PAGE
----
Race Weekend Central

Fan’s View: Figuring Out the Fickle NASCAR Fan

The green flag dropped. The field took the first turn and in a matter of minutes it began to string out. Cameras zoomed in on the leaders, taking in the sponsors splashed across the fenders and the afternoon moved along. There were pit stops, engine failures, frustrated teammates and at long last a victor.

Funny thing is, the race I watched ended with Helio Castroneves climbing a fence next to a sign emblazoned with “Dan Wheldon Way,” instead of a drawn out wait for NASCAR to call the soggy race official and Tony Stewart the victor. The fact is, I never watched the Cup race this week and unfortunately I will admit I didn’t miss it at all.

I could make some derogatory comments about the 2-miler near LA, but that really wasn’t the reason. Life interfered. I just couldn’t squeeze in my usual dose of NASCAR and found myself tuning in ABC because even if I couldn’t watch the usual suspects take their parade laps I could watch somebody race.

However, taking the time to enjoy the IZOD Indy cars for the first time since the infamous crash at Vegas last year, I did get to watch racing for the simple fact of racing. Not to cheer for a particular driver, watch the points system change on a weekly basis or wonder which team would park before lap 10. I have no real emotion invested in the pointy cars, just simple curiosity as a fan of all things that go fast.

But, I did actually watch the race in St. Petersburg from flag to flag. It kept my attention. I can guarantee you had I been around to watch the Fontana parade, I would have been wandering around the house looking for laundry to fold. I know what I’m going to get at California. Three-wide racing, when the cars get close enough to one another to do something about that, long green-flag runs and the occasional fuel-mileage deal. I know the end to the story before it even begins.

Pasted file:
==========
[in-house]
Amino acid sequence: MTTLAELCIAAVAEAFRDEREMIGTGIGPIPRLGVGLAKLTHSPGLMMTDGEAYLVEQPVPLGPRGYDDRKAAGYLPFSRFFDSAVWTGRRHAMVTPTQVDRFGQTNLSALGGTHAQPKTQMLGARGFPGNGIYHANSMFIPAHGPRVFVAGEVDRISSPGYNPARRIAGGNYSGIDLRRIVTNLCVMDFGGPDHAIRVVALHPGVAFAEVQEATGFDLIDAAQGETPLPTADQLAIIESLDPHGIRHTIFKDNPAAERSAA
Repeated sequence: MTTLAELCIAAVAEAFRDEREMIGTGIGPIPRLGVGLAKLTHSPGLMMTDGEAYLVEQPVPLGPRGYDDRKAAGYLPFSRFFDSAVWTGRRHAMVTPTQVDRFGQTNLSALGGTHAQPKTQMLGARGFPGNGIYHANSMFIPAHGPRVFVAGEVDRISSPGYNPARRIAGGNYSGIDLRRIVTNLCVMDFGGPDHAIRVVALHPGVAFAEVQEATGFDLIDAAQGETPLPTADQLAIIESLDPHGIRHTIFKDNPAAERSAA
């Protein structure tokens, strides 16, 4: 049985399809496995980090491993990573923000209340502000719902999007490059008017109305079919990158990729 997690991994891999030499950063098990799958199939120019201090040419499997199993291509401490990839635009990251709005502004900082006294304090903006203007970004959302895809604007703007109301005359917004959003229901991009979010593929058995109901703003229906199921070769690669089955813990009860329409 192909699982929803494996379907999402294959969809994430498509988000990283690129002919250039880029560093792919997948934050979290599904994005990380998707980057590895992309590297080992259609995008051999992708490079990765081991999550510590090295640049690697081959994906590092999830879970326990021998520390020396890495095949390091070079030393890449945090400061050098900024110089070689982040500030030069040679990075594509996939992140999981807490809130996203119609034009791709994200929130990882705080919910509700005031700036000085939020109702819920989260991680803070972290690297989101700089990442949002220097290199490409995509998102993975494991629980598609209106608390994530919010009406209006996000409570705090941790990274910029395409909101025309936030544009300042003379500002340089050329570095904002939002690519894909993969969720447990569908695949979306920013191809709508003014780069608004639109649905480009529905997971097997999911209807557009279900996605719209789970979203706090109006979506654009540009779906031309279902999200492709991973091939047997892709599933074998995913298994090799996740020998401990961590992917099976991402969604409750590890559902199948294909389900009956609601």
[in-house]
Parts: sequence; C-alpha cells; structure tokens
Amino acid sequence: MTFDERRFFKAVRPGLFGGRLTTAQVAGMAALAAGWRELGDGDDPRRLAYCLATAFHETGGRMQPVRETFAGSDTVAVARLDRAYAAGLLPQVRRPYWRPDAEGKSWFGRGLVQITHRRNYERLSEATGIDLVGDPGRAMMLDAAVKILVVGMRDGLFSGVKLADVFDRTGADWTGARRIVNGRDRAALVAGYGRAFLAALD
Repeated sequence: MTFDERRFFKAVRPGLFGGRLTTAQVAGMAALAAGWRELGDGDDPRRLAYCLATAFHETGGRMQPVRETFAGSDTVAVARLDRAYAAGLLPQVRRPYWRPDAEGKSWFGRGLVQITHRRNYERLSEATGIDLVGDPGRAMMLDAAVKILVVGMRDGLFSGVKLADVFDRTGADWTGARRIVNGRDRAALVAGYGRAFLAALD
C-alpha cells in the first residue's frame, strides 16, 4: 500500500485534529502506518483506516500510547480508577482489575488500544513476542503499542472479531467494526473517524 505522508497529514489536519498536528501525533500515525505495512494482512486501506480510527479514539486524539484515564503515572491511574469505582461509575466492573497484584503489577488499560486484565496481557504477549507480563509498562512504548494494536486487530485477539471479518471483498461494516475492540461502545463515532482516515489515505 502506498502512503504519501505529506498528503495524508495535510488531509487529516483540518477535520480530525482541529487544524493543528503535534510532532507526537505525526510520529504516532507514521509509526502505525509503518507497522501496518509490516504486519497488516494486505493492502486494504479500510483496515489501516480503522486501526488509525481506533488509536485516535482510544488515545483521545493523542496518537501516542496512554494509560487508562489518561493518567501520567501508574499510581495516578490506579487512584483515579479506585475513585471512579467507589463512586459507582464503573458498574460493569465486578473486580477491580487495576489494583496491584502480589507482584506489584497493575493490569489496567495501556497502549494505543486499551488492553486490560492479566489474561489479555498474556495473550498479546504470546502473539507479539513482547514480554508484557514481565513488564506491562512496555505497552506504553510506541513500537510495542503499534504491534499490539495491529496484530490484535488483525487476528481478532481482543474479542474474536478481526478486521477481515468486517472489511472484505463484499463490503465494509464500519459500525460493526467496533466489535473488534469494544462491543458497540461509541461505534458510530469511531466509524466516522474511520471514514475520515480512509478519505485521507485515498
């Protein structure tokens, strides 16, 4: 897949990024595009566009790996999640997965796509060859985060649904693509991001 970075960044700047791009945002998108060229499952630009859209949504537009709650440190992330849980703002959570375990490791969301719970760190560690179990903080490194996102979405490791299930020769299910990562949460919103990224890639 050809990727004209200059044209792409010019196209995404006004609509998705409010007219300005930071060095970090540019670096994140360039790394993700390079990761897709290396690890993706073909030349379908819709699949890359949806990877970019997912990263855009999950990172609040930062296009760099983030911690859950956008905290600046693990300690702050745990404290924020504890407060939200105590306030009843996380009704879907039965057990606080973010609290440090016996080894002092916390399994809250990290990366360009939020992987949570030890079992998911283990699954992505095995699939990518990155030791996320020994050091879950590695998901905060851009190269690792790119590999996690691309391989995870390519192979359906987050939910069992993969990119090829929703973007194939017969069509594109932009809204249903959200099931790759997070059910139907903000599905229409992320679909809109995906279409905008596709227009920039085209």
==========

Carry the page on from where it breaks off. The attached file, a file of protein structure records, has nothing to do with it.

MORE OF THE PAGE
For me, St. Pete provided a new track and even new cars! Hey! Did you see the new fenders on the Indy cars? Unlike the horrid attempt by NASCAR to make the Sprint Cup cars fly, the new body parts on the Indy cars are actually attractive.

I could read sponsors and numbers on the side of the cars, something I don’t recall being able to do when the series visited New Hampshire Motor Speedway last summer. I took a moment to think about attending a temporary road-course race for IndyCar and thought it would at least be a new experience.

One of the charms of NASCAR remains the adage that you never really know what might happen at the track. The problem with the advent of the cookie cutters is the unexpected tends not to happen as often as it did in the past. Predictability and repeat non-stellar performances at the same venues year after year wear on our nerves. We become disenchanted.

Otherwise, I wouldn’t have completely abandoned all thought of watching the Auto Club 400 on the DVR.

I’m not saying the Honda Grand Prix of St. Petersburg provided better entertainment than the Sprint Cup event. It was different, that’s all. I spent about 2.5 hours watching single-file racing, with the leader usually seconds ahead of his pursuer. The coverage was marginally interesting. I heard there were rumors of passing in the ranks, but ABC didn’t show it to me.

All in all, my Sunday afternoon (March 25) contained its requisite amount of racing, without knowing ahead of time what this particular track had in store for me. And something new is always intriguing, at least the first time around.

However, if a NASCAR fan is easily swayed from their traditional weekend diet of stock cars turning left due to years of uninteresting feats at a particular locale, the powers that be ought to start thinking outside the oval. Don’t abandon a location forever, just change it up a bit! Stock cars on the streets of Baltimore anybody? I’m thinking that might be an excellent place to start.

About the author

The Frontstretch Staff is made up of a group of talented men and women spread out all over the United States and Canada. Residing in 15 states throughout the country, plus Ontario, and widely ranging in age, the staff showcases a wide variety of diverse opinions that will keep you coming back for more week in and week out.

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